60 Ideas for Europe

Compulsory Socrates/Erasmus programme for all (or almost all) the students of European Universities.
Grant of 1000 E. per month per student.
This would be the best spent money ever spent by the EU and would cost only a minimal fraction of what is spent for the Common Agriculture Policy.

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  1. Wonderful idea, people love having obligations, being forced to go here and there.

    What about forcing them to wear a blue shirt during the whole year with twelve self-sewed yellow stars on it?

  2. Thank you for your comments guys.

    Mayeric. Governments impose a few things when they believe that those are good for society. A few examples: compulsary education until a certain age, creating a fiscal framework to redistribute wealth (and consequently imposing to the citizens the payment of taxes), compulsory medical insurance (if not directly provided). In many European countries even military service is compulsory. What would be the problem with a compulsory for all or almost all (of course there are exceptions) the european university students (with a 1000 E. grant)? It all depends on how much you value this experience in terms of social utility and in terms of individual costs due both to the loss of individual freedom and to the economic cost of this policy itself (someone pays for the grant). My opinion is that the gain not only greatly offsets the cost but also that it is as big as the gain of having, for example, a minimum schooling age. I hope that this also explains why this argument does not also imply “forcing them [ndr, people] to wear a blue shirt during the whole year with twelve self-sewed yellow stars on it”.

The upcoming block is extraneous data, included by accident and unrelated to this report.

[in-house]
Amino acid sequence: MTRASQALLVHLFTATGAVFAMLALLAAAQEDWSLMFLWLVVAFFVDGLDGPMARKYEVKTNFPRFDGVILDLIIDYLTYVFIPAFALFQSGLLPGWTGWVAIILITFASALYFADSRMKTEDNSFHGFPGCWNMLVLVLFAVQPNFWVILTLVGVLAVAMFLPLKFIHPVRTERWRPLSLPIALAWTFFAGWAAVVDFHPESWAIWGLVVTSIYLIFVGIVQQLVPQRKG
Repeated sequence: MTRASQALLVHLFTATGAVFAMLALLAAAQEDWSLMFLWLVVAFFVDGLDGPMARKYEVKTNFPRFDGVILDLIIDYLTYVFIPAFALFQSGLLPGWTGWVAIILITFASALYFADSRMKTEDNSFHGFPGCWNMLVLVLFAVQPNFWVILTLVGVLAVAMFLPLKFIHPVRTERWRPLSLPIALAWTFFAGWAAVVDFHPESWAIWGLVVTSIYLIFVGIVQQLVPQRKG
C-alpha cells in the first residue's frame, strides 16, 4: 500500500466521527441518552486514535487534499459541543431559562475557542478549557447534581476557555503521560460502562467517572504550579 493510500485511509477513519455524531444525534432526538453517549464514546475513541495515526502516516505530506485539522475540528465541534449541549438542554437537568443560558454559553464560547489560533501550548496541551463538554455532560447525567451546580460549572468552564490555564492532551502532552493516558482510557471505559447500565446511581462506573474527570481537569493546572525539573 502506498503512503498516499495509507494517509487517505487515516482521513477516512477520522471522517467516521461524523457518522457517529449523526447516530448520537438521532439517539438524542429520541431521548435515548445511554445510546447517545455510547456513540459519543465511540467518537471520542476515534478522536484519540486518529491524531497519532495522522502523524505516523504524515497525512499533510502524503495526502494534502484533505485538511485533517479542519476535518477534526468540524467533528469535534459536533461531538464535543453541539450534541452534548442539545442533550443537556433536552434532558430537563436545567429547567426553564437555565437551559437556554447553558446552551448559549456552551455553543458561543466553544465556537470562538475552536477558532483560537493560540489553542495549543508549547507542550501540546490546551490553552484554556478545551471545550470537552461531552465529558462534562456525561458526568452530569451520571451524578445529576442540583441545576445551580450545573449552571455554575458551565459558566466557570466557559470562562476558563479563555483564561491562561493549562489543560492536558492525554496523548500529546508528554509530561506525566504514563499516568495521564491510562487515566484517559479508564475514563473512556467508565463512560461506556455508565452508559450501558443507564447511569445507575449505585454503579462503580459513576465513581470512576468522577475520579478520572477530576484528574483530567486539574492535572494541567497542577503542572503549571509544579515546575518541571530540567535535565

Adaniel. In my opinion, “rights” might not be enough. The reason is the same as above, namely, I value so much the Socrates/Erasums – exactly as much as compulsory education until a certain age – that I am not happy with just having the right, which by the way I guess most of the european university students already have. In Europe there are already too many nice words in documents that don’t produce much effects, i.e. they don’t really make a difference in reality. My simple proposals, which is admittedly and voluntarily simple and radical, would definitely make a difference. Towards a better Europe. But here people might disagree.

  3. Nice idea, please explain where the money will come from. There must be at least a couple of million students in higher education, so we’re looking at a couple of billion euros a month. Excluding holidays, that’s up to 20bn per year, 2% of the EU budget for just one programme – it will have to be pulled from somewhere.

    Two other questions – with Euros 1,000 per month, on offer, how can you eliminate freeloaders and guarantee the money is spent on people who actually want to study?

    Second, what about subjects that are nationally-specific? Would a student of English literature wish to study in Hungary? Would a student of Hungarian history wish to study in Britain?

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